I have used another way in the past to check IP stack status. It was required in order to start inetd service, which is used by PowerHA. If IP stack is not active, inetd did not want to start. However I am not sure that my way works properly in the context of a 150 system pretty slow ;-) .
In a modified QSTRUP program, I was using a ping with a high number of packets and wait time (time out on each packet). Something like PING NBRPKT(999) WAITTIME(5). I was pinging the default gateway IP address (which, of course, was allowing icmp requests).
The PING command was running until both IP stack and interface are active, once the ping succeeds, or once 999 packets were sent. 5*999 is about 5000 seconds which sounds reasonable for IP and interface to get ready.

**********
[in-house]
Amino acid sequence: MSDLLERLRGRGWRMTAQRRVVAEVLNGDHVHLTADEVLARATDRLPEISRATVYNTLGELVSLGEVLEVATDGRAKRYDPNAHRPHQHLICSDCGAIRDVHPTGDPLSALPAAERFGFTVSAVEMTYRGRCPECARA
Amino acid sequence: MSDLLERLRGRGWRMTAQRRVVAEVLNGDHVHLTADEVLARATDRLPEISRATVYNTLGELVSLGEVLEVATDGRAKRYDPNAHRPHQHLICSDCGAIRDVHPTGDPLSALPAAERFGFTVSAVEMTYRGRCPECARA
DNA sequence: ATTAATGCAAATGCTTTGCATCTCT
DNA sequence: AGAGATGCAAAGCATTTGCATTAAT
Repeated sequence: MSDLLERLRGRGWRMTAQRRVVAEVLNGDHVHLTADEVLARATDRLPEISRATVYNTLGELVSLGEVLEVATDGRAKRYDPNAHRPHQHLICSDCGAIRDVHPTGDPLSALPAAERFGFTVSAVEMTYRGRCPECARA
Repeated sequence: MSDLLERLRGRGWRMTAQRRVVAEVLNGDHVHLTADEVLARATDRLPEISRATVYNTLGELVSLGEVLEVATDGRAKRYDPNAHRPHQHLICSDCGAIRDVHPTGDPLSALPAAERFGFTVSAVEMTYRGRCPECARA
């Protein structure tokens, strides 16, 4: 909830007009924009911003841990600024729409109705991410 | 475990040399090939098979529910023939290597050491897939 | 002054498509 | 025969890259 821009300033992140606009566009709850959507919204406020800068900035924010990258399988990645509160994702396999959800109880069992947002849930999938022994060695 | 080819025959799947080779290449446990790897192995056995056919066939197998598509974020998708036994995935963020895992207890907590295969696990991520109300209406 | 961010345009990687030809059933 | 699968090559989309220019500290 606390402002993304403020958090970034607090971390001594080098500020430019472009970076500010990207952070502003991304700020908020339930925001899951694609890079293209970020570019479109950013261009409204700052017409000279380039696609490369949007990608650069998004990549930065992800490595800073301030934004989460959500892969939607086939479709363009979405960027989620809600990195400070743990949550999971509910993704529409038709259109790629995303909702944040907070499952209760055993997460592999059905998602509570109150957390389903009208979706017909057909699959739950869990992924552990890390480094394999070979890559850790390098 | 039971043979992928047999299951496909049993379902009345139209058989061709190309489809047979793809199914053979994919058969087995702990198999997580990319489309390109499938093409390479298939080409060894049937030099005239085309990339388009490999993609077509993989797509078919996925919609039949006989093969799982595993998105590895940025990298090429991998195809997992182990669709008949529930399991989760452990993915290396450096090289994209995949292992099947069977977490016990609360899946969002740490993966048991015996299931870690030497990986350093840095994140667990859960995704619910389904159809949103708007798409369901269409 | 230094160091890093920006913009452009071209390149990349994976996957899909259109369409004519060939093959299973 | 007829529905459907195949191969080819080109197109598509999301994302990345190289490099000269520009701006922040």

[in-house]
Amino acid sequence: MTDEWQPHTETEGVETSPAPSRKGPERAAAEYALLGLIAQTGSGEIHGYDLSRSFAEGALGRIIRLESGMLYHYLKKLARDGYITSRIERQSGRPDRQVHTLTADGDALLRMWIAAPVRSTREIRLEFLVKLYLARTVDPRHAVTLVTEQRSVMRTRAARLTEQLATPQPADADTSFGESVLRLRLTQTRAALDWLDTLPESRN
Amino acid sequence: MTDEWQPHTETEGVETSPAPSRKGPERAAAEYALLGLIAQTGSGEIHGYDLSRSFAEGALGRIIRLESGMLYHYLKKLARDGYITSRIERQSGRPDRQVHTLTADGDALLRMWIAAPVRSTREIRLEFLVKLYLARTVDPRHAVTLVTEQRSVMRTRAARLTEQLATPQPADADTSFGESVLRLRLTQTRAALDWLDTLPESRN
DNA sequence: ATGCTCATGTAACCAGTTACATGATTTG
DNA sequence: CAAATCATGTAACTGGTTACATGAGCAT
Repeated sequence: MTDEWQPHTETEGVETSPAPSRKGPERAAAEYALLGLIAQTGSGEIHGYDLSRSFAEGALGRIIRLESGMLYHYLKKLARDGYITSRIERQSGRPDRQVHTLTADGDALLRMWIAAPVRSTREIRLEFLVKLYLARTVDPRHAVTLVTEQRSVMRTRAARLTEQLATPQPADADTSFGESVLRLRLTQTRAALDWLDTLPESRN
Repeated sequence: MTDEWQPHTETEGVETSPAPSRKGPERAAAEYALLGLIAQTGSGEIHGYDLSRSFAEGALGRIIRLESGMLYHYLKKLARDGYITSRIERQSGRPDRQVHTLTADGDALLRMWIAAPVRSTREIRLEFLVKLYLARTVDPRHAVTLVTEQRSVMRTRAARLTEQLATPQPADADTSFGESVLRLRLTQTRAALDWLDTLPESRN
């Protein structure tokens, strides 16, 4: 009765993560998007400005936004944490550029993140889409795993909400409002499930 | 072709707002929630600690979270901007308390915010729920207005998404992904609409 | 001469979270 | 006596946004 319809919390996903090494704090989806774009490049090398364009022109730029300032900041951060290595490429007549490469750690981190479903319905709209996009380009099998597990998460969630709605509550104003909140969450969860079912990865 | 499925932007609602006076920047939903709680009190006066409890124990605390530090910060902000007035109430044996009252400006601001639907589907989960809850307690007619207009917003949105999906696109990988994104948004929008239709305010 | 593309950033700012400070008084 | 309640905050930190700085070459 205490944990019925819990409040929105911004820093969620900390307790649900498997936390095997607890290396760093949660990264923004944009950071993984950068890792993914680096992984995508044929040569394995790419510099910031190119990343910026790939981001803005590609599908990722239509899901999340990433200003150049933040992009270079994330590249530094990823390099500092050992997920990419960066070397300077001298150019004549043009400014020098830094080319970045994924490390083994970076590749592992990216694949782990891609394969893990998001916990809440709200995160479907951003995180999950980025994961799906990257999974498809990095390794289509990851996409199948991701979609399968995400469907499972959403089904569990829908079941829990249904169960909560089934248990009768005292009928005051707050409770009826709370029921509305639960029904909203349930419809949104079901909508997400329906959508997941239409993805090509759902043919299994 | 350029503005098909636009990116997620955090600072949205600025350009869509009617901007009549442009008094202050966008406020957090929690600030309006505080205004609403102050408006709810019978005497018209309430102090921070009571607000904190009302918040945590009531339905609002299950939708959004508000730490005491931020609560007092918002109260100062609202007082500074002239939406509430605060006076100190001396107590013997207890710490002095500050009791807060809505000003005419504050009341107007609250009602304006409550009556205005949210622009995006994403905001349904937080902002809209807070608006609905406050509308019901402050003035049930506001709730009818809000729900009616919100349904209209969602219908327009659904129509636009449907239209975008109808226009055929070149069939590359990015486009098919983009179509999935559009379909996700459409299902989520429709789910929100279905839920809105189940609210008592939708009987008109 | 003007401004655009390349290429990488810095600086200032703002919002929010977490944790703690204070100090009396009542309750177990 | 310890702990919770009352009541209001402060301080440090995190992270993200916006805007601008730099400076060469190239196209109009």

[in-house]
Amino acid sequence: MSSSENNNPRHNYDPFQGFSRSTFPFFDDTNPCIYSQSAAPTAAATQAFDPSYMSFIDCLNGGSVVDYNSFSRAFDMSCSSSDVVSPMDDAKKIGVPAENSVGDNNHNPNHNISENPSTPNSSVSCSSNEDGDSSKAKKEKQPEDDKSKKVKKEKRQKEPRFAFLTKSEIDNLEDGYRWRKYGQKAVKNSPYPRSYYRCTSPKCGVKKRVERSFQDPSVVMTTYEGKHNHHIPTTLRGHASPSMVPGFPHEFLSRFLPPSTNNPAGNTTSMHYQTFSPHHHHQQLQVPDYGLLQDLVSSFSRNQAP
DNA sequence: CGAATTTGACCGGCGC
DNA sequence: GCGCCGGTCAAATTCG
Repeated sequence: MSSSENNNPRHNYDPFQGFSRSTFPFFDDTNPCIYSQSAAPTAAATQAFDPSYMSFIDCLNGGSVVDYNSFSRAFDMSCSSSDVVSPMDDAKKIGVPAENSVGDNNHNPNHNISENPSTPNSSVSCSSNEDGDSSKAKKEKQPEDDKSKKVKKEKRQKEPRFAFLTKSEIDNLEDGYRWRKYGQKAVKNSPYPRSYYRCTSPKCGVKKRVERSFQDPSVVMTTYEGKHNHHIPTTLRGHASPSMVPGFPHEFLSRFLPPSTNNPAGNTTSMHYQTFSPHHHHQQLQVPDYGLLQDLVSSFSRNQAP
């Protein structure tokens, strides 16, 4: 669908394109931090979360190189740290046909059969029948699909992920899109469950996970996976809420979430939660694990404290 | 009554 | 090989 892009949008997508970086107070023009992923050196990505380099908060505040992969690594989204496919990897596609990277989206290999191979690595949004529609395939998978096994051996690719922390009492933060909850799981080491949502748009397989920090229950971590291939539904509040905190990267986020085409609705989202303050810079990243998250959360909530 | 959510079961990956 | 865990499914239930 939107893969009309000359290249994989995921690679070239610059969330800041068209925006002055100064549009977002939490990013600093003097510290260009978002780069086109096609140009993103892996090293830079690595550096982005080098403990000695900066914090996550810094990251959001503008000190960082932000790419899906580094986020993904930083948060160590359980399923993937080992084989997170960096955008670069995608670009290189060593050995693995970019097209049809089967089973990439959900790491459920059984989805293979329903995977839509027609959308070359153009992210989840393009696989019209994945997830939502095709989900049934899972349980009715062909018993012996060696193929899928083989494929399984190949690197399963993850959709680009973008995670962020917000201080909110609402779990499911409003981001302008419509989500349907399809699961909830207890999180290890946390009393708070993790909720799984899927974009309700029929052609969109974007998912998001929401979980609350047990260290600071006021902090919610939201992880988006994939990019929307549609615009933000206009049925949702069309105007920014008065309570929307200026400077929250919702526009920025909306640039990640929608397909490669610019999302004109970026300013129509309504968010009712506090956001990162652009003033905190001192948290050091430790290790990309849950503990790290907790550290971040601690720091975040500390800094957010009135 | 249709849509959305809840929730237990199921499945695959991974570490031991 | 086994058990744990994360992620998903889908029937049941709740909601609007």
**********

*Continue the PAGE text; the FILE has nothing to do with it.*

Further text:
It can be changed however. The interest is that you do not have to write any loop for that.
When the gateway becomes reachable, remaining of 999 packets will be sent quickly, and the ping command will end. You can, immediately after, start QSPL subsystem and start the writers with QSYS/QWCSWTRS program and start your applications.
There are API to help (for instance Retrieve TCP status), but a lot of them were introduced with V5R1.
QWCSWTRS is doing a lot of things, when looking at it's source. :-)Basically, using APIs, it produces a list of printers devices in a user space, browses this user space to retrieve the status of the device, and with some retries and delays, it starts the printer writer when the device is varied on. There is nothing inside related to IP.
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